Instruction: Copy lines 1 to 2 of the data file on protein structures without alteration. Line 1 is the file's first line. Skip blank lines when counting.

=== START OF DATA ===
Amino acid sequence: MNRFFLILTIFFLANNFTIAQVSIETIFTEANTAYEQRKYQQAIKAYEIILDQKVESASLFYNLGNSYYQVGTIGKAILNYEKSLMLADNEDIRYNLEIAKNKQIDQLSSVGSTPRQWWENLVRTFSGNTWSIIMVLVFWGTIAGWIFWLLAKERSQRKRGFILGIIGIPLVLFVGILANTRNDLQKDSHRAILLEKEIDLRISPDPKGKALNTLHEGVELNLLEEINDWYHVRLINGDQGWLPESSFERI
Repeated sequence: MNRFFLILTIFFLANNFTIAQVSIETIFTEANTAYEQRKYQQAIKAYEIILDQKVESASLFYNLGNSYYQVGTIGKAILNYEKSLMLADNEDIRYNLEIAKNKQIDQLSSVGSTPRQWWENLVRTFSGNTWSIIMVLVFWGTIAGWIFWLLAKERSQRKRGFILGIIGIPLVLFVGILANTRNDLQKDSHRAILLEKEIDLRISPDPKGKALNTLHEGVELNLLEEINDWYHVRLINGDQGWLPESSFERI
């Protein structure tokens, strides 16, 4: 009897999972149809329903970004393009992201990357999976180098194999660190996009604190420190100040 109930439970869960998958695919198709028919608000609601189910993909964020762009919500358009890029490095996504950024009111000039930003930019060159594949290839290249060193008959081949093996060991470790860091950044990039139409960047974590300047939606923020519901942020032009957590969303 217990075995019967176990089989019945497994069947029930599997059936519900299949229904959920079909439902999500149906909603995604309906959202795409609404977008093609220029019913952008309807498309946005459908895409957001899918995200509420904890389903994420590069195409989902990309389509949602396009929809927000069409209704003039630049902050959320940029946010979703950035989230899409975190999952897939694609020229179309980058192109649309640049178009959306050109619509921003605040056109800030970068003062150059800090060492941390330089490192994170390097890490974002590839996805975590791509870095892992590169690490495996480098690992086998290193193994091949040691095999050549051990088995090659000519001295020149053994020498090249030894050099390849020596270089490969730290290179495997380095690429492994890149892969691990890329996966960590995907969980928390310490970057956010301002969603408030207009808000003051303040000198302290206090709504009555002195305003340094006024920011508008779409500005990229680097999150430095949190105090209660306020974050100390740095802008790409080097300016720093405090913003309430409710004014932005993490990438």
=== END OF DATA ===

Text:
Amino acid sequence: MNRFFLILTIFFLANNFTIAQVSIETIFTEANTAYEQRKYQQAIKAYEIILDQKVESASLFYNLGNSYYQVGTIGKAILNYEKSLMLADNEDIRYNLEIAKNKQIDQLSSVGSTPRQWWENLVRTFSGNTWSIIMVLVFWGTIAGWIFWLLAKERSQRKRGFILGIIGIPLVLFVGILANTRNDLQKDSHRAILLEKEIDLRISPDPKGKALNTLHEGVELNLLEEINDWYHVRLINGDQGWLPESSFERI
Repeated sequence: MNRFFLILTIFFLANNFTIAQVSIETIFTEANTAYEQRKYQQAIKAYEIILDQKVESASLFYNLGNSYYQVGTIGKAILNYEKSLMLADNEDIRYNLEIAKNKQIDQLSSVGSTPRQWWENLVRTFSGNTWSIIMVLVFWGTIAGWIFWLLAKERSQRKRGFILGIIGIPLVLFVGILANTRNDLQKDSHRAILLEKEIDLRISPDPKGKALNTLHEGVELNLLEEINDWYHVRLINGDQGWLPESSFERI